01/24/2023 | Press release | Distributed by Public on 01/24/2023 04:38
Plenarsaal im Europarat, © dpa/KEYSTONE
Foreign Minister Baerbockvisits the Council of Europe four months before the first Council of Europe Summit in 17 years. In her address before the Parliamentary Assembly, she focuses on what the Council of Europe now needs to become fit for the future.
During her visit to the Parliamentary Assembly of the Council of Europe, Foreign Minister Annalena Baerbock will meet its President, Martinus Kox, and address the Assembly. The Parliamentary Assembly is the central platform for parliamentary debate and convenes once a quarter for one-week plenary sessions. The Minister intends to use her speech to generate impetus in the run-up to the Summit in May. The Heads of State and Government of the member States will meet then in Reykjavik under Iceland's Presidency for the first time since 2005. The goal is the strategic reorientation of the organisation following Russia's exclusion in March 2022.
Foreign Minister Baerbockemphasised the following prior to her departure:
Just like the OSCE, the Council of Europe is more important than ever today as a place where nations can come together and exchange ideas - as a place which embodies the very pan-European unity that Putin wants to destroy. We must stand our ground in the face of this attack. Our response must be a resolute "now more than ever".
The Parliamentary Assembly is entitled to make recommendations and has a number of important decision-making powers. For example, it elects the Secretary General of the Council of Europe. It has 324 seats, which are distributed among the national delegations of the Council of Europe's member States. The delegations reflect the majorities in the national parliaments. There are five parliamentary groups: the Socialists, Democrats and Greens Group (SOC), the Group of the European People's Party (EPP/CD), the European Conservatives Group and Democratic Alliance (EC/DA), the Alliance of Liberals and Democrats for Europe (ALDE) and the Group of the Unified European Left (UEL).
The flagship of the Council of Europe and its human rights protection system is the European Court of Human Rights (ECHR). During her visit, Foreign Minister Baerbockwill meet Síofra O'Leary, President of the ECHR and the first woman to hold this position, and German judge Professor Anja Seibert-Fohr. Their talks will focus on the current challenges facing the ECHR given the more than 18,000 cases it has pending. One of Germany's priorities is to improve the implementation of rulings by the European Court of Human Rights. A large number of judgments are implemented, but there are also deficits. Foreign Minister Baerbock:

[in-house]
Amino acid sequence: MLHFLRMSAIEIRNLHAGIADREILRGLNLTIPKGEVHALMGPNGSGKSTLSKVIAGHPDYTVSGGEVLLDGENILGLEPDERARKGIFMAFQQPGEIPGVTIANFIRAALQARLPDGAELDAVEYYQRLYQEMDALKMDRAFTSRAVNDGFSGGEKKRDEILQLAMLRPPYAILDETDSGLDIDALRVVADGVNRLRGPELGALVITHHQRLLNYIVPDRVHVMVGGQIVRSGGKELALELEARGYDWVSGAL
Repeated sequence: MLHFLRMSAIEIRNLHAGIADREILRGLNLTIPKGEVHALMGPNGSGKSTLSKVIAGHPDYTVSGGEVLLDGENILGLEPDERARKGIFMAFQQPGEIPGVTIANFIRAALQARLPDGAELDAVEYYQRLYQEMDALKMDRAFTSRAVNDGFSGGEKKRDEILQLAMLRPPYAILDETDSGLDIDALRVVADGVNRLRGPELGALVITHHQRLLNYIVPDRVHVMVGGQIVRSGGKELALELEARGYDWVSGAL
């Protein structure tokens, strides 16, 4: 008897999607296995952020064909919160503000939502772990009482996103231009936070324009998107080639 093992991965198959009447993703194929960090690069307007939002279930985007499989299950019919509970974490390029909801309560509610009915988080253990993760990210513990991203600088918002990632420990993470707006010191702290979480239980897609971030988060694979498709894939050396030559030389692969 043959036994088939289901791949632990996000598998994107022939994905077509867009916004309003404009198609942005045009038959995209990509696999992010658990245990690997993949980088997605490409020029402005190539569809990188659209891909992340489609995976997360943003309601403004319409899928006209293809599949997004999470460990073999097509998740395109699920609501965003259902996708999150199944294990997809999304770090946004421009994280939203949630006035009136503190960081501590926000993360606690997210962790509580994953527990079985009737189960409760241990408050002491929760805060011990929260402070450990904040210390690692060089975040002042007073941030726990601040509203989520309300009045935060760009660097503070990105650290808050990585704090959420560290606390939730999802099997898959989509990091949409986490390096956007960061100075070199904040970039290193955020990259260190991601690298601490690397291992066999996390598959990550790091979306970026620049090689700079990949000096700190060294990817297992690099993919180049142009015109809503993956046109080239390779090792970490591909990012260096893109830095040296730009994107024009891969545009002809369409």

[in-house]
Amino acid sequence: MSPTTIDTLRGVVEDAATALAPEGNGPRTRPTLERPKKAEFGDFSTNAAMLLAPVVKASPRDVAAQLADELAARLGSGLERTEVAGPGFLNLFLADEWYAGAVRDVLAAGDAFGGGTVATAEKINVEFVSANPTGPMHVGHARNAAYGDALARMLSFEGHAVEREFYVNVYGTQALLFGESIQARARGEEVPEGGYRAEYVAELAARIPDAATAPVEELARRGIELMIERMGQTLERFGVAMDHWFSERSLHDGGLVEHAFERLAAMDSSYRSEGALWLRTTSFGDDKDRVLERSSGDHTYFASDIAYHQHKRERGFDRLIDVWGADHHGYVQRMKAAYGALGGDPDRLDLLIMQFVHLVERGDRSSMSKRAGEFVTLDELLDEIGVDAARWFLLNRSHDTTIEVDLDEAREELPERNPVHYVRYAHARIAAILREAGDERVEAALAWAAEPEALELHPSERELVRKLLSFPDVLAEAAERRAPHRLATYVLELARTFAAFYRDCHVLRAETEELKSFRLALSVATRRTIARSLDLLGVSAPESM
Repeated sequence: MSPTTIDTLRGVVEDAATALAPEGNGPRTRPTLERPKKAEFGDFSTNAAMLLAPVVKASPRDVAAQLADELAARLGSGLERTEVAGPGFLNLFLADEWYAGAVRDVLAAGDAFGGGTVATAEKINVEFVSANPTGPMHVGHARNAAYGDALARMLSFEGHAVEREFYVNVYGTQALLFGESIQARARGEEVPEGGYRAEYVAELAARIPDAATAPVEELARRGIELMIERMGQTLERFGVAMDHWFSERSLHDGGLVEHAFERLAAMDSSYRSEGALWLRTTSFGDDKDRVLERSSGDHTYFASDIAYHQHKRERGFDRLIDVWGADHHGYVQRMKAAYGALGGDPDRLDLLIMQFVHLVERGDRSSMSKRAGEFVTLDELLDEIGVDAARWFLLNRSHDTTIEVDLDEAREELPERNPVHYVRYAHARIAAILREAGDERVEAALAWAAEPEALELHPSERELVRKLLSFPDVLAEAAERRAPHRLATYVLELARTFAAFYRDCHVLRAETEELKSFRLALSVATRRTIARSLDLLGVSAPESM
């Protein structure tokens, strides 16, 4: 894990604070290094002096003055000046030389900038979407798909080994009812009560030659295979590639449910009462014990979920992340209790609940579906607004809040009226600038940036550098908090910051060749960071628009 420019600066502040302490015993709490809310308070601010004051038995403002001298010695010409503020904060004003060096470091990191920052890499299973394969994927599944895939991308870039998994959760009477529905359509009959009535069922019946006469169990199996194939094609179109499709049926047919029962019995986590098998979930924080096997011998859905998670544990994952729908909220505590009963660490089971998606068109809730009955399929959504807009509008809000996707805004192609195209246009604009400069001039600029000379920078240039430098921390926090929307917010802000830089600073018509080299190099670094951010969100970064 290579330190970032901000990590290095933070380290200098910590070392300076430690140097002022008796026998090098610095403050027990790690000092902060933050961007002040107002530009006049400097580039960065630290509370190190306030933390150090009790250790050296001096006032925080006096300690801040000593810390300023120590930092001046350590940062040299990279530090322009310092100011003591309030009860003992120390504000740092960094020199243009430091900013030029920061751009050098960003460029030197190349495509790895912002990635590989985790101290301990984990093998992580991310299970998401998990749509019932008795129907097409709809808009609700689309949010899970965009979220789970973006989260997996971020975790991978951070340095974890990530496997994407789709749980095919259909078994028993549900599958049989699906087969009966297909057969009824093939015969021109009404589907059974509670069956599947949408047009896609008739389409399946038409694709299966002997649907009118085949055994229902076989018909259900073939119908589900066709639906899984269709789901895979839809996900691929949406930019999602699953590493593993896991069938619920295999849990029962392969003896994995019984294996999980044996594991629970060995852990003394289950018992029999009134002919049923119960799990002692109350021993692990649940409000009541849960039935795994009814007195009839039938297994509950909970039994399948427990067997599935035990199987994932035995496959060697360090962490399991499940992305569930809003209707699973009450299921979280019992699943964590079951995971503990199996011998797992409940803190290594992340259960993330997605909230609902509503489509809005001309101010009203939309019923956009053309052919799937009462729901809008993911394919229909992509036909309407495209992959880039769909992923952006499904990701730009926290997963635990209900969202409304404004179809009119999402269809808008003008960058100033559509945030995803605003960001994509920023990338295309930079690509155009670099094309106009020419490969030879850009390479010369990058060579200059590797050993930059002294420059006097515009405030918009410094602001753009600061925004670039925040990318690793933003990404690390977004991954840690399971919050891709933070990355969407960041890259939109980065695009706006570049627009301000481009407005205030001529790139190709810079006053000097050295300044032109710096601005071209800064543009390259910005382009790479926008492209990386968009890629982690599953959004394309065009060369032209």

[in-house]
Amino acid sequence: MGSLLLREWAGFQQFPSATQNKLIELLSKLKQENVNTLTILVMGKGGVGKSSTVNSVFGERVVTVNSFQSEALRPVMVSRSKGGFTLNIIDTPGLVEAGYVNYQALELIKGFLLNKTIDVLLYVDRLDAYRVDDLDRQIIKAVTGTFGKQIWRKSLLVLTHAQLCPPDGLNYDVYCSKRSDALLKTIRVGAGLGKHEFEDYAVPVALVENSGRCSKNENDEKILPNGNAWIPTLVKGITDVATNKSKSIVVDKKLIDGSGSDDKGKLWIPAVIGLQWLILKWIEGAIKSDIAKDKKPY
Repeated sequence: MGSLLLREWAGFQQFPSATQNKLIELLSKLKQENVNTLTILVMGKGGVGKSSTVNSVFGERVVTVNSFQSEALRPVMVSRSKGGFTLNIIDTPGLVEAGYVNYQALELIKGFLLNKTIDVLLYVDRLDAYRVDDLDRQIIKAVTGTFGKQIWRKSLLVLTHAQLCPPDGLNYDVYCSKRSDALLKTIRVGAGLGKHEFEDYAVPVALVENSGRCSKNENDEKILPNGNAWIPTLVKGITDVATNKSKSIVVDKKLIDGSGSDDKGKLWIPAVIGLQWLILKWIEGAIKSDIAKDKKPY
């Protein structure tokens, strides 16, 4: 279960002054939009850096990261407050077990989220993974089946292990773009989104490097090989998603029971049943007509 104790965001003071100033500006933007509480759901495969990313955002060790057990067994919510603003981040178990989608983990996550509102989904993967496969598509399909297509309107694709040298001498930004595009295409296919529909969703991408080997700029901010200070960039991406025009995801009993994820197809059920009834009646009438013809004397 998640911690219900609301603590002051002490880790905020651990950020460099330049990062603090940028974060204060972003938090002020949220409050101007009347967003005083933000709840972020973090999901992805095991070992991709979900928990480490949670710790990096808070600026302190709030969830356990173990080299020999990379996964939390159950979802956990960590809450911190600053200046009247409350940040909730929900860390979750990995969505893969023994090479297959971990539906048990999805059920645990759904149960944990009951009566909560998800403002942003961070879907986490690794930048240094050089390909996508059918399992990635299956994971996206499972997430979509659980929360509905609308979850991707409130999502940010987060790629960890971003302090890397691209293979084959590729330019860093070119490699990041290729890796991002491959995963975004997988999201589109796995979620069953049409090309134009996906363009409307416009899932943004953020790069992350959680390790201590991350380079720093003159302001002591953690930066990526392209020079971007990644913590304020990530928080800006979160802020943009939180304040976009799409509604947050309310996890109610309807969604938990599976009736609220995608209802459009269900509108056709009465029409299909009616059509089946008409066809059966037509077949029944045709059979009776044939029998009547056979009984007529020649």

One key objective for Reykjavik must be to strengthen protection of human rights. Council of Europe conventions such as the European Convention on Human Rights must be consistently implemented, while the ECHR must be supported and its judgments respected. States which fail to do this are denying their citizens their enshrined rights.
The ECHR rules on applications relating to breaches of the rights enshrined in the Convention for the Protection of Human Rights and Fundamental Freedoms. Members of the public can lodge individual applications before the ECHR if all domestic remedies have been exhausted. The Parliamentary Assembly elects one judge for each member State of the Council of Europe. The judges act independently, i.e. not in the name of their respective countries. Pursuant to the Convention, the Court's judgments are binding on the states concerned.
Foreign Minister Baerbockwill also hold talks with Marija Pejčinović Burić, Secretary General of the Council of Europe, and Dunja Mijatović, the Commissioner for Human Rights. The main aim of the meeting with the Commissioner is to obtain information on the human rights situation in the 46 member States, focusing particularly on the situation in the areas occupied by Russia.
The Council of Europe Commissioner for Human Rights works as an independent body to protect human rights in the member States, especially with regard to the European Convention on Human Rights (ECHR). She publishes public opinions in this field and reports to the Committee of Ministers and the Parliamentary Assembly. The Commissioner for Human Rights is elected every six years. The Bosnian Dunja Mijatović was appointed to the post in 2018.
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